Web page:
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Case Reports in Obstetrics and Gynecology
Volume 2015, Article ID 179483, 6 pages
Case Report

Brainstem Tuberculoma in Pregnancy

1Department of Obstetrics and Fetomaternal Medicine, University Hospital Basel, Spitalstrasse 21, 4031 Basel, Switzerland
2Department of Obstetrics and Fetomaternal Medicine, Medical University Vienna, Waehringer Guertel 18-20, 1090 Vienna, Austria

Received 12 August 2015; Accepted 21 October 2015

Academic Editor: Edi Vaisbuch

Copyright © 2015 Dana A. Muin et al. This is an open access article distributed under the Creative Commons Attribution License, which permits unrestricted use, distribution, and reproduction in any medium, provided the original work is properly cited.


We report a case of a Somali refugee who presented in the second trimester of her first pregnancy with a four-week history of gradual right-sided sensomotoric hemisyndrome including facial palsy and left-sided paresis of the oculomotorius nerve causing drooping of the left eyelid and double vision. Cranial magnetic resonance imaging revealed a solitary brainstem lesion. Upon detection of hilar lymphadenopathy on chest X-ray (CXR), the diagnosis of disseminated tuberculosis with involvement of the central nervous system was confirmed by PCR and treatment induced with rifampicin, isoniazid, pyrazinamide, and ethambutol. The patient had a steady neurological improvement and a favorable pregnancy outcome.

1. Background

Tuberculosis (TB) is a contagious airborne disease caused by Mycobacterium tuberculosis that predominantly affects poor and vulnerable population groups from low- and middle-income countries that are at increased risk of TB exposure and transmission [1]. In 2013, nine million people became infected with TB of whom 3.3 million (37%) were women. Globally, TB belongs to the top five causes of death in women between 15 and 44 years of age. In 2011, approximately 216.500 women were infected during pregnancy.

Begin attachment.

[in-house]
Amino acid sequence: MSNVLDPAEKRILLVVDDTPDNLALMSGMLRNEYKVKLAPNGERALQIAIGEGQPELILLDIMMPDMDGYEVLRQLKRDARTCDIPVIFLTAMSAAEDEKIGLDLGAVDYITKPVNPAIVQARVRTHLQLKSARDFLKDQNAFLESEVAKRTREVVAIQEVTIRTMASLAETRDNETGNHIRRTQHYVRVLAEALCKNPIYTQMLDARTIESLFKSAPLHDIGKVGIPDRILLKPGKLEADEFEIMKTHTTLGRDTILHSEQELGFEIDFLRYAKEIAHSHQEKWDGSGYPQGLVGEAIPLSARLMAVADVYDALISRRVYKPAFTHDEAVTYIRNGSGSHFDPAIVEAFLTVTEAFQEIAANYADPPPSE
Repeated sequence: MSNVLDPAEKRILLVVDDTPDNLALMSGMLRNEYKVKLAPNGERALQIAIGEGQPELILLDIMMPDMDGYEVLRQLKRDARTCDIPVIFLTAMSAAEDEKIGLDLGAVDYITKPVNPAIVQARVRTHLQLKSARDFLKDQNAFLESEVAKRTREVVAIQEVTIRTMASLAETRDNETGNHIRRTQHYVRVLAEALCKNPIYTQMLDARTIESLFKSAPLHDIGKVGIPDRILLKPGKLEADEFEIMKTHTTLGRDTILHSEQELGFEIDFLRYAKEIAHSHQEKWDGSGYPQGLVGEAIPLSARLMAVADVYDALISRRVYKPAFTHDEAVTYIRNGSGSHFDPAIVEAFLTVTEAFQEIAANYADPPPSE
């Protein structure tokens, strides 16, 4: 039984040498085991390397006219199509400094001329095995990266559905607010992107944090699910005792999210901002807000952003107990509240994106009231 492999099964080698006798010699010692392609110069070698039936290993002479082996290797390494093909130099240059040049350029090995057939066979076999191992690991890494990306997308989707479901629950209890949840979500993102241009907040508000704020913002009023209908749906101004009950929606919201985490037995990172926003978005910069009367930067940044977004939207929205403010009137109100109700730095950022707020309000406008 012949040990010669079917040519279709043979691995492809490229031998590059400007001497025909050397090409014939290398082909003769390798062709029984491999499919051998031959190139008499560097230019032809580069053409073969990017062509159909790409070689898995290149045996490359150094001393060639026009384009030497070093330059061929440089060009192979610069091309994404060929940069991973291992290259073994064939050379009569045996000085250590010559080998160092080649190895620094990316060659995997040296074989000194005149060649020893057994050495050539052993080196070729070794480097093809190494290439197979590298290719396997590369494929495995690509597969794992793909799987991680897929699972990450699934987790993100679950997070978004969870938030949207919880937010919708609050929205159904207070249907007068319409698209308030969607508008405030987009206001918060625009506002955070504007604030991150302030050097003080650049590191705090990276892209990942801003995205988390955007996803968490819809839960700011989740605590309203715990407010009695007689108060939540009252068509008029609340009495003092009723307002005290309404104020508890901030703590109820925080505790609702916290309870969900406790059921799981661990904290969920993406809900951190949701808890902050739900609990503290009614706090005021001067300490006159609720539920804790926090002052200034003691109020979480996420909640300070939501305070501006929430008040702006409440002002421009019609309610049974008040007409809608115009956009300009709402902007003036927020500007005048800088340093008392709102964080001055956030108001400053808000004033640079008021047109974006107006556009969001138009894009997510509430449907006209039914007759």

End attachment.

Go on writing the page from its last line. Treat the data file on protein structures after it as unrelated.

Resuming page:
With an incidence of 1.5 million deaths in 2013, TB ranks as the second leading cause of death from an infective agent, after human immunodeficiency virus (HIV). Nearly 70% occurred in African, Southeast Asian, and Western Pacific regions. After all, since 1990, there has been a 45% decline in TB mortality and a 41% decline in TB prevalence worldwide. Much of this success is merit of the globally improved diagnostic process and better access to TB care and treatment, all of which have the WHO-goal to end this epidemic.

TB most often affects the pulmonary system and exerts common symptoms such as cough with bloody sputum, chest pains, weakness, weight loss, fever, and night sweats. Rarely, it can disseminate through the body as miliary TB and in 1% of cases it involves the central nervous system. During pregnancy, vertical transmission from an affected mother to her fetus is extremely rare. However, there is a sixfold increase in perinatal death and a twofold risk of premature birth and low birth-weight. Concomitant HIV is even associated with a 300%-fold increased risk of maternal and fetal mortality [2].

TB is a curable disease that is usually treated with a standard 6-month course of four antimicrobial drugs (rifampicin, isoniazid, pyrazinamide, and ethambutol). With proper treatment, an estimated 37 million lives were saved between 2000 and 2013. Up to 2/3 of patients with TB would die from this disease, if they did not receive standard anti-TB drugs. Yet between 2009 and 2013, the number of patients with single- or multidrug resistant tuberculosis (MDR-TB) has tripled and reached approximately 480.000 in 2013. Most commonly, bacteria would fail to respond to isoniazid or rifampicin. The primary cause for MDR-TB is inappropriate treatment or incorrect use or use of poor quality anti-TB drugs. To combat this challenge, new anti-TB drugs are currently under investigation and screening programs in place to detect people who would most likely benefit from new medications.